College basketball is to the point of being unwatchable to many sports fans like myself. It’s slow, can be ugly, and it is unskilled. For the people that tell me that a 54-50 defensive ball game is fun to watch, I just roll my eyes. If I want to see two people mugging each other I will just watch the next episode of “Law and Order”.

There are wrestling matches in the paint, secondary defenders getting charges off stupid calls, guards playing hand to hand combat at the top of the key, officials with quick whistles slowing the game down to a crawl, and cutters trying to avoid collisions. When you add all this up, it’s not a shock as to why the visual of college basketball is so brutal these days.

“We are getting the game we deserve right now. College basketball is antiquated in the way they do things.” Said Jay Bilas, ESPN analyst and former Duke Blue Devil.

For the average fan, college hoops is boring to watch and the NCAA is not willing to change many things up to improve the product on the floor.

The NBA went through some changes to make the game more visually appealing to its fans. The fans and even people inside the NBA made complaints about how the game became ugly. So the NBA listened to them and over the last 20 years or so, the NBA has been a leader in making its game better. They have cracked down on hand-checking, flopping, backing players down in the lane, and for those actions, it is why the NBA is more visually appealing to fans now. It’s certainly more appealing to me.

The NCAA is suffering through a time where people are not paying attention to college basketball like they used to. Overall attendance is down, ratings are down, and scores are down. Teams are averaging about 67.2 points per game, the lowest average total since 1952, which tells me that college basketball players don’t have the offensive repertoire as they once did. They are certainly more athletic, but that doesn’t mean they are better overall players than their predecessors. Attendance is also down at college basketball games. Overall attendance is down for the seventh straight year and down roughly 360,000 people. In 2006 college basketball attendance averaged 5,237 people and now it averages 4,817. That may not seem like a lot, but to a school to lose roughly 500 paid people to a game means lost revenue that is difficult to recover.

What is driving these fans away? Are people being turned off by one and done players? The drop in skilled players? Maybe. To go along with the drop in attendance, the television ratings have also been declining. ESPN which carries a ton of games has had their viewing of college basketball drop by six percent in the last year. Has conference realignment affected this? I would say yes because the new conferences have taken away some very good rivalries which mean a lot to the fans of those schools, but to presidents of those schools it’s all about the money. Some type of change has to be made for college basketball to return to what it once was and the NCAA has to spearhead that change.

What can be done though? It’s not like the NCAA is an organization that likes to change things. It almost seems like the NCAA have to be dragged kicking and screaming toward that change for it to actually occur.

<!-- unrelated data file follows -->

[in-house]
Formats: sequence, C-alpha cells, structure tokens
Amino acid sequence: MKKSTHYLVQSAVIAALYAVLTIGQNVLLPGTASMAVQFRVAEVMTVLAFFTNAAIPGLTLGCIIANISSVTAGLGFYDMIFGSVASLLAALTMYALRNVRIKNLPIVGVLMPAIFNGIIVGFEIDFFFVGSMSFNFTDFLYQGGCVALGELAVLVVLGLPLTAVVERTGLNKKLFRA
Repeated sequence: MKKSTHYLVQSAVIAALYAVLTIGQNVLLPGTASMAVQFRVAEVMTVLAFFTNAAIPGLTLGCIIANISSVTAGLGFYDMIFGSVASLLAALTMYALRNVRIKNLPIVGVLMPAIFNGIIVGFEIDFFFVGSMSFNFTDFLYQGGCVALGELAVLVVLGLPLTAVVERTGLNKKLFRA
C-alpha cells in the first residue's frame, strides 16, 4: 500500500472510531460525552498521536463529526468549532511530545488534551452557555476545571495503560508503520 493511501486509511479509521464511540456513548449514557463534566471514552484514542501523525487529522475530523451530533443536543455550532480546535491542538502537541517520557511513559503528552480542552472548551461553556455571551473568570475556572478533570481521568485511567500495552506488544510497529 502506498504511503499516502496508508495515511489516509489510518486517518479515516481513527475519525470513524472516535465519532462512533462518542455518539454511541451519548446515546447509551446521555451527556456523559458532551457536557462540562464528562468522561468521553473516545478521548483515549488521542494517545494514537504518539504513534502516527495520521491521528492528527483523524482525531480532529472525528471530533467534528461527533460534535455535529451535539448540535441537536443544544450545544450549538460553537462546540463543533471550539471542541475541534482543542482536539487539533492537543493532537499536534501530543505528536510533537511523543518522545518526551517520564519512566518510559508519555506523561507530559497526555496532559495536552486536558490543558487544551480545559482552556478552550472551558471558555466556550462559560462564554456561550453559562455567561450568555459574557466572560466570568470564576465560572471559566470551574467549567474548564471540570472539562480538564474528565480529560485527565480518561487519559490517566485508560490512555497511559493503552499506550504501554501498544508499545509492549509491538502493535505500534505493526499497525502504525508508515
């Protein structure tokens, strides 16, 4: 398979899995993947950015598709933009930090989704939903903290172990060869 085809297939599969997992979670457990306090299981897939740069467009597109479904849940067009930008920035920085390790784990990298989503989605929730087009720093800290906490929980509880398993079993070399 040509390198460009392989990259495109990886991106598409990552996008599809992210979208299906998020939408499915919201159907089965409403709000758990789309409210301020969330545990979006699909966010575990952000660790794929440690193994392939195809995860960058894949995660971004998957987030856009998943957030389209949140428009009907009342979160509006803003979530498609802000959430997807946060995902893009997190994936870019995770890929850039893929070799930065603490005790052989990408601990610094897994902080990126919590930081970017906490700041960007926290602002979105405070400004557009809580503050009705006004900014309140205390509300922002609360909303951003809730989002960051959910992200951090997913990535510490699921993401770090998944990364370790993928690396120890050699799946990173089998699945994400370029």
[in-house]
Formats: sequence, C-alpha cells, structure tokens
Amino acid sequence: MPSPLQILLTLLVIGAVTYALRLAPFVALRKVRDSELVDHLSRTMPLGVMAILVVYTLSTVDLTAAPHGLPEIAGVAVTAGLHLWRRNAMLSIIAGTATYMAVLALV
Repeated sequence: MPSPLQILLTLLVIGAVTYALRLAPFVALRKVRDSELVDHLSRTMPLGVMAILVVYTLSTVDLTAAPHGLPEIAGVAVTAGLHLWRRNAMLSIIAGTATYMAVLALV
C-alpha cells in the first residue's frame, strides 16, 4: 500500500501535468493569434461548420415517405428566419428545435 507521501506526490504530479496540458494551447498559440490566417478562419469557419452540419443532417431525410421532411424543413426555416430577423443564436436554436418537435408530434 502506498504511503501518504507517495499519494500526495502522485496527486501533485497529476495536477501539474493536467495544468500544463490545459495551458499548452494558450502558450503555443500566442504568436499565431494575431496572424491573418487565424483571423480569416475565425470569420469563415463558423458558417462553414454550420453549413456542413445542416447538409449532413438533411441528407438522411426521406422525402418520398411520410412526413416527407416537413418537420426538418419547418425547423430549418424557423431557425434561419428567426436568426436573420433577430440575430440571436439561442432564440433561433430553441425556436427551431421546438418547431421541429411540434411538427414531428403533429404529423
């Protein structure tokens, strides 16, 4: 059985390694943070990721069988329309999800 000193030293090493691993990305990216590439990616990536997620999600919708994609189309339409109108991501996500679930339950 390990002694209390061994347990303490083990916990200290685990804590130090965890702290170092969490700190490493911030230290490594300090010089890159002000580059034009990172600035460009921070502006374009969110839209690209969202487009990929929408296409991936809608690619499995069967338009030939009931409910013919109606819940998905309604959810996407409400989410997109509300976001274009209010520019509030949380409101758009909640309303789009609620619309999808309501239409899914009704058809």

The NCAA has changed the shot clock from 35 to 30 seconds to help out scoring, but when there are a lack of shooters in college basketball that point disappears. As I stated earlier, scoring is down to lowest levels in about 50 years, so what other changes does the NCAA need to look at to increase their ratings and slumping attendance?

Here are just a few ideas.

  1. Take away the possession arrow and replace it with the jump ball. I have hated this possession arrow rule since its inception, so I wouldn’t mind seeing it disappear.
  2. Move the three point line to the NBA distance which would open up the court for penetration.
  3. Get rid of the one-and-one free throw and make every foul the double bonus. This would eliminate the constant fouling at the end of many games.
  4. Make the 10 second backcourt time limit eight seconds.
  5. Put in the defensive three second rule.

Take those for whatever you want, but I think they would better the college game. They would open things up, provide for more movement, and make players play some better defense. No matter how much the NCAA likes to throw out the student/athlete story line, the NCAA is a business and if the product is inferior, the NCAA has to step in and improve it. I’m not saying that change will come anytime soon, but it needs to happen otherwise people will continue to walk away from college basketball.

Image: google

Campus Pressbox 34: A Magpie Tournament and Adjusting Cups in College Football

Mike Wilson (@pigskinopinion) and Seth Merenbloom (@SMerenbloom) talk about the first week of the College Football Playoff Poll, the officiating at the Duke/Miami game, and the solid careers of Frank Beamer and Jerry Kill.

Topics:

  • College Football Playoff Poll: Week 1
  • Miami/Duke officiating: What type of discipline should be done?
  • Frank Beamer career: Who should take over?
  • Jerry Kill career: What does Minnesota do?

Links:

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NBA Officiating is Fixed? Let's Fix NBA Officiating.

Now that the NBA Finals are over and LeBron James has finally taken his place at the championship table, the league needs to take a look at something that for many has overshadowed the 2012 Finals; the officiating.

I know those last two words have half of my readers cheering and half jeering, but shush for a second while I explain.

LeBron James and the Miami Heat DID NOT win a championship because the NBA is fixed. NBA refs don’t have little beepers on their belt that David Stern sends messages to so the zebras know when to blow the whistle before the TV timeout in the second quarter. Thinking the NBA is fixed in that manner is pretty silly. It is possible – even likely – that gamblers may have infiltrated the ranks in the NBA. Tim Donaghy seems to be pretty solid evidence of that. But fixing an entire season and playoff run to ensure a certain team wins the championship is a conspiracy that I find unlikely to be pulled off under the noses of the multi-millionaires that roam the board rooms of NBA team executive offices. Continue reading NBA Officiating is Fixed? Let's Fix NBA Officiating.